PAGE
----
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The Missouri Miner

Missouri S&T's Student Newspaper
News that digs deeper.

EST. 1915

A note to a hasty Honda Civic motorist from an equally hasty jaywalker

Leslie Hamilton

Sometimes I feel as though it is my duty as someone with a platform, such as this university newspaper, to bring attention to important matters and uphold human tradition, especially if this human tradition is poking fun at bad driving, awkward human interaction, and people that drive a Toyota Prius - a tradition that is as old as time. Do not be fooled, this article is not dedicated to Prius drivers, it is dedicated to Honda Civic drivers - specifically the Honda Civic driver that almost hit me on Monday, February 12th.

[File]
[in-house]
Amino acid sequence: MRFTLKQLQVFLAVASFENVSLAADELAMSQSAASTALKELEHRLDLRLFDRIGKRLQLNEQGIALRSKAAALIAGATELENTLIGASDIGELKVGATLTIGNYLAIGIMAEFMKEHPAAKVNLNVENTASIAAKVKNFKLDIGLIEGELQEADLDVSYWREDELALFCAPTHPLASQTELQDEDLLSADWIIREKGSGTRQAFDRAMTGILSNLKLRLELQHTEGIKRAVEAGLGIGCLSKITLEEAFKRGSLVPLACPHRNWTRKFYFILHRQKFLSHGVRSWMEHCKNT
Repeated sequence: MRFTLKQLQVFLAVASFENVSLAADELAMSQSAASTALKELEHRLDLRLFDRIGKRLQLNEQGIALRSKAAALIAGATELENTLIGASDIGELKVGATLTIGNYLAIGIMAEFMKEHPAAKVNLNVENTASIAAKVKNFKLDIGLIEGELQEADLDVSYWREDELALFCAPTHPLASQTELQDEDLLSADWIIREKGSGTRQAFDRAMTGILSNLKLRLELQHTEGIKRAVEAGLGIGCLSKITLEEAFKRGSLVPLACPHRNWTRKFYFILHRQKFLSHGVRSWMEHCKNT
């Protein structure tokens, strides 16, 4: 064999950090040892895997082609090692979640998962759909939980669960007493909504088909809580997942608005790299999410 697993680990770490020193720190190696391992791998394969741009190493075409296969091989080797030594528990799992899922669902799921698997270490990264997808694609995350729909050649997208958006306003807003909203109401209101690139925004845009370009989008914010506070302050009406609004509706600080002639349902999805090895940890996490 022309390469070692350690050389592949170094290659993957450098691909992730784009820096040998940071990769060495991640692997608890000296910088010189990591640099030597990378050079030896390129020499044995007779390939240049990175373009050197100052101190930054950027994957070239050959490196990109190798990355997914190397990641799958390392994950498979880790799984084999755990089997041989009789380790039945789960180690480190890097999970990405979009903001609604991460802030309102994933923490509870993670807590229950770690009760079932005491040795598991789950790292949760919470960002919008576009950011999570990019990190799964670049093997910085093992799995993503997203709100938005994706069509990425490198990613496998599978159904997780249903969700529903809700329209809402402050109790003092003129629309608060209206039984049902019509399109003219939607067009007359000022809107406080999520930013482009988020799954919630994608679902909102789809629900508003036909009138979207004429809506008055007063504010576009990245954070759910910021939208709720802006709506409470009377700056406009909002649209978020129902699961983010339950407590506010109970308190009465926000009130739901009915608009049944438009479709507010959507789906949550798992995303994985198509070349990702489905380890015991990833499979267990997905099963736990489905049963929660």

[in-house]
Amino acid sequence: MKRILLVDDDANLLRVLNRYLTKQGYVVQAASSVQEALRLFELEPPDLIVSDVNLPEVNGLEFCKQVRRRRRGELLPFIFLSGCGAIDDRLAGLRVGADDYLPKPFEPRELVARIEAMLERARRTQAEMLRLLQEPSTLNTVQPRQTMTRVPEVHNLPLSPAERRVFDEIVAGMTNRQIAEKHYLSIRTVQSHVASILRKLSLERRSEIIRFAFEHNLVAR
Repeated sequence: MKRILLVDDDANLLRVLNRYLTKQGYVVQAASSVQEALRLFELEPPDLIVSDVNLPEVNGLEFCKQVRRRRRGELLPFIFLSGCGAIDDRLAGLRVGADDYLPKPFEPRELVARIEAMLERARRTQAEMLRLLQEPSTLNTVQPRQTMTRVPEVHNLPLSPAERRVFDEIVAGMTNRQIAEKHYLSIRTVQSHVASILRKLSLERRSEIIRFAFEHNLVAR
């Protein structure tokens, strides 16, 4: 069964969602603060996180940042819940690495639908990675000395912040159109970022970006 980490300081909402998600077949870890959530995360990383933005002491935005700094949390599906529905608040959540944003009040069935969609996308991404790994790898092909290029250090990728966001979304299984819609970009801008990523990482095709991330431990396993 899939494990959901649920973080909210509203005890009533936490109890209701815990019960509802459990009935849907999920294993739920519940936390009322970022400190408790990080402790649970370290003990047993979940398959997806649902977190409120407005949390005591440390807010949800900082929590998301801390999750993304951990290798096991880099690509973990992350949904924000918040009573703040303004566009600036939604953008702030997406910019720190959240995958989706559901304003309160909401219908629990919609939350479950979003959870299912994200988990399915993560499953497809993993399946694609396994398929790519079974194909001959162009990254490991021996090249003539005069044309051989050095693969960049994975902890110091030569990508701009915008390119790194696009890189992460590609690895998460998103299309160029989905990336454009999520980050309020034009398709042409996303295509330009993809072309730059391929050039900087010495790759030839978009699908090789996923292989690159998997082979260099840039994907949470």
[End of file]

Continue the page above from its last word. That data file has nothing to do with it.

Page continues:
Let me set the scene. It was a long day, I was tired and attempted to go to the library to work on this very section. Alas my luck was no good and the software I needed was not working. It was around 10:00 PM, maybe like 10:24, by the time I made it to the intersection of 13th E St and N Oak St (for reference), you know that annoying hill you have to walk up to get to 12th? The one that is especially annoying when it is icy. Regardless, most of the intersections on this section of E 12th Street before the train tracks - and the four way stop at the train tracks - all have rather poor visibility for drivers due to street parking and in the case of the four way stop, there is really no excuse, it really comes down to a matter of poor engineering and city planning. For those of you not, familiar with the blind spots and obstacles present on E 12th St, hopefully this will help you empathize with the struggle that myself and many others experience daily. Let us bring the focus back to my trekk up N Oak.